Antônio Adolfo: Piano, Piano Elétrico, Arranjos
Luiz Cláudio Ramos: Guitarras
Luizão Maia: Baixo
Paulo Braga: Bateria
Luiz Keller: Vocais
This record starts out mellow, low-key.. fairly normal, laid-back MPB for 1970. But by the time you make your way a few cuts in, on the track “Tribute to Victor Manga,” you realize this is an extraordinary album. With vocals that are often in tension with the lush and careful arrangements, with a lot melodic interplay, and with sharp, crisp and always-interesting production, and anchored in the tight rhythm-section of Luizão Maia and Paulo Braga, this is one of the best put-together Brazilian albums of 1970. This is no accident, as Adolfo is probably most famous as an arranger, although for those of us who compulsively read writing credits will have noticed his name cropping up on records by the likes of Toni Tornado (his biggest hit, “B.R. 3”, was penned by Adolfo), Wilson Simonal, and even Elis Regina. On this album, tracks like “Que se dane” with its sarcastic lyrics and funky-as-hell Wurlitzer sounds give way to even stranger pieces like ‘Atenção, atenção!” and the barbs of ‘Transamazonica’. Some very groovy female vocals all over this too. Adolfo would make more ‘respectable’ music of a jazz variety in the later seventies, and these days he runs his own music school and still puts out records every now and again.
The Rhodes electric piano on this album is off the hook. And as Simon says, there is never enough Rhodes in the world..
Dusty Groove says
A lost treasure from Antiono Adolfo — keyboard player, arranger, and one of the greatest Brazilian talents of his generation! Adolfo’s sound and style is contemporaneous with the best work of Marcos Valle, Edu Lobo, and others — and like them, he has an approach that mixes together jazz, MPB, baroque orchestrations, easy scoring, and a bit of funk — similar to the best work of the Blue Brazil generation on EMI/Odeon Records. The approach is one that’s rarely been matched by any other artist — and it’s a strong reason why Adolfo’s records from this period are extremely sought after in the world of collectors. This beautiful album from 1970 has Adolfo working with the group A Brazuca — who bring some wonderful vocal harmonies to the set, mixing with strings, guitars, and some great electric piano work from Adolfo. Includes the breezy classic “Transamazonica”, plus the cuts “Que Se Dane”, “Atencao Atencao”, “Claudia”, “Panorama”, “Tributo A Victor Manga”, “Caminhada”, “Grilopus No 1”, and “Cotidiano”.
Adolfo’s bio in English from his own page:
Antonio Adolfo is an important composer, having written songs recorded by Nara Leao, Marisa Gata Mansa, Angela Ro Ro, Wilson Simonal, Ivete Sangalo, Leci Brandao, Emilio Santiago, Beth Carvalho, Sergio Mendes & Brasil ’66, Stevie Wonder and Herb Alpert among others. Adolfo also had a noted role in the process of making important music available through independent production, through the creation of the pioneer independent label Artezanal. His recordings of important and almost-forgotten composers of the belle epoque, like Chiquinha Gonzaga, Ernesto Nazareth and Joao Pernambuco, are noted cultural initiatives. As an arranger, he worked for Leci Brandao, Angela Ro Ro, Elizeth Cardoso, Emilio Santiago, Fatima Guedes, Marcos Valle, Mongol, Nara Leao, O Grupo, Ruy Maurity (his brother), Sueli Costa, Vinicius Cantuaria, Rita Lee, Zeze Motta, and others.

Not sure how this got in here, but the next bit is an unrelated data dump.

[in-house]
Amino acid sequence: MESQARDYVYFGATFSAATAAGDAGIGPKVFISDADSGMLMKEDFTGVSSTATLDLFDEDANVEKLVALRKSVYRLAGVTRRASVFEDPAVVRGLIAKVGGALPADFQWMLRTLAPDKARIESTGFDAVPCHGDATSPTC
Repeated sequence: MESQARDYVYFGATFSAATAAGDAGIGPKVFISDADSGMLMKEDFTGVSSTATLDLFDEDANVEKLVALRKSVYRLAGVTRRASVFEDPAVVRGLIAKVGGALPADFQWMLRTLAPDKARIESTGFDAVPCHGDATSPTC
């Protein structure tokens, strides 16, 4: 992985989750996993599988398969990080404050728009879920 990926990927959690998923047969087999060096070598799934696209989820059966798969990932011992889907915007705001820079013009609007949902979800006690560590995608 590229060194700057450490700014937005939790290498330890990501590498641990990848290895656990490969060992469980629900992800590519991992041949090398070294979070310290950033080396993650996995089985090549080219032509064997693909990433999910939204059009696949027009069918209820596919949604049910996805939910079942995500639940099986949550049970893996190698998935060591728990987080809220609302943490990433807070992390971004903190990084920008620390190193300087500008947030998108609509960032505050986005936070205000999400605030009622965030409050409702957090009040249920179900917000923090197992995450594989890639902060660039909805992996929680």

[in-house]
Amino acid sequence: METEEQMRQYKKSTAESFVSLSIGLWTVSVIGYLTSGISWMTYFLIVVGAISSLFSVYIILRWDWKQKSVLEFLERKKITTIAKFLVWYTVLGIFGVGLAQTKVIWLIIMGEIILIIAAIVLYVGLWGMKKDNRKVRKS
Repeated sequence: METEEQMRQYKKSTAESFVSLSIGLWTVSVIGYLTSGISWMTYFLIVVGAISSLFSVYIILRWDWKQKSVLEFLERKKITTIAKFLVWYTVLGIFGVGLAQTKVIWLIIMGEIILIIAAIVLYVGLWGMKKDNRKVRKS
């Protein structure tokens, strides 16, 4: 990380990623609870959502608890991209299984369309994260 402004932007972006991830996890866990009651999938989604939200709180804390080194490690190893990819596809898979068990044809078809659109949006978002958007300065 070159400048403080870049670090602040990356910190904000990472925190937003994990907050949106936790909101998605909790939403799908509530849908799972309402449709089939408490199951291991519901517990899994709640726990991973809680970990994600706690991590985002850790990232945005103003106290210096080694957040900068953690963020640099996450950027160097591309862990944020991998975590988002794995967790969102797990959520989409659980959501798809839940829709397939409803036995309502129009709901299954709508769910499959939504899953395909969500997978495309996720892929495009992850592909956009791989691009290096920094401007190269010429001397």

The son of Yolanda Maurity, a music teacher and violinist of the orchestra of the Teatro Municipal do Rio de Janeiro, Antonio Adolfo began to study music very early. At seven, he began his violin studies with Paulina D’Ambrozzio. At 15, he took up piano, studying with Amyrton Vallim and with the internationally renowned Eumir Deodato. In 1963, he joined the group Samba Cinco, which performed in the famous Beco das Garrafas on Rio’s 52nd street. In 1964 Adolfo was invited by Carlos Lyra and Vinicius de Moraes to be a musician for their play Pobre Menina Rica (at Teatro de Bolso), beginning to accompany important names of MPB. Adolfo formed the group 3-D for that gig, and continued to perform with it until 1968, having recorded four LPs. In that year, he became acquainted with Tiberio Gaspar, with whom he wrote important songs such as “Juliana,” “Sa Marina,” “Teletema,” and “BR-3.” “Caminhada” made it to the finals of the II FIC (Rio’s International Song Contest), 1967. The next year, Wilson Simonal recorded “Sa Marina” with success. In that year “Visao” was included in the III FIC. In 1969 Adolfo accompanied Elis Regina in her tour through Europe. Back to Brazil in the same year, he wrote music for soap operas and participated in the IV FIC (1969) with “Juliana” (written with Tiberio). The song was defended by Adolfo’s group A Brazuca, and took second place. With that group he toured Brazil and Peru, recording two albums through Odeon. In 1970, “Teletema” (with Tiberio) took second place in an International Festival (Song Olympiad) in Athens, Greece, in Evinha’s interpretation, which achieved popular success also in Brazil. “BR-3” won the national phase of the V FIC, in Toni Tornado’s interpretation. In 1971 Adolfo moved to the U.S.. In 1972 he returned to Brazil, beginning to write alone, and recording Antonio Adolfo (Philips). In that year he studied with David Baker at Indiana University. Adolfo was a member of the band that backed Elis Regina in two European tours, finding time in between for a stint with the classical Nadia Boulanger, having studied also with Guerra Peixe and Esther Scliar. Back in Brazil, he developed his career as pianist, arranger, and producer. But even more deserving of attention is his work as a pioneer in the independent production field, which awakened artists and public to the necessity of opening alternative routes to non-commercial productions. In 1977 he launched his independent label Artezanal with the album Feito em Casa, with only originals. Encontro Musical, released in the same year, brought again originals and only one song, “Sa Marina,” written together with Tiberio. The album had the participation of Joyce and Erasmo Carlos. Viralata (1979) had mainly originals, and Continuidade had special guests. The albums were propelled by shows throughout Brazil, together with artists like Tiao Neto, Vitor Assis Brasil, Carmelia Alves, Oswaldinho do Acordeom, Alaide Costa, Sidney Miller, Walter Queiroz, and Danilo Caymmi, among others. In 1984 Adolfo released through the label Funarte a tribute album dedicated to the compositions of Joao Pernambuco, with participation of No em Pingo D’agua. In 1985 he paid tribute to Chiquinha Gonzaga, a seminal Brazilian female conductor, pianist, and composer, interpreting her songs in Viva Chiquinha Gonzaga, with participation of Nilson Chaves and Vital Lima. The album Os Pianeiros is dedicated to belle epoque piano composers. In the same year he participated in the first Carioca experience of teaching popular music/jazz in the Centro Calouste Gulbenkian, together with Pascoal Meirelles, Helio Delmiro, Ary Piassarollo, Paulo Russo, and others. Seeing the potential of the sector, he opened his Centro Musical Antonio Adolfo, also developing workshops in the U.S. and Europe. Adolfo published music education material in Brazil and abroad, including the video Secrets of Brazilian Music and two books with companion CD Brazilian Music Workshop (1996) and Phrasing In Brazilian Music (2007), both published by Advance Music, together with seven other books through Lumiar publishing (Brazil). In 1996 he received the Premio Sharp award for his instrumental composition “Cristalina,” from his album Cristalino (1993). In 1997 released Chiquinha com Jazz (Artezanal), which also was awarded the Premio Sharp, and so was the album Antonio Adolfo. Since then Adolfo released the CDs Puro Improviso, Viralata, Feito em Casa, Os Pianeiros, Carnaval Piano Blues and Anatonio Adolfo & Carol Saboya Ao vivo/Live, this one was released both in Brasil and in the US.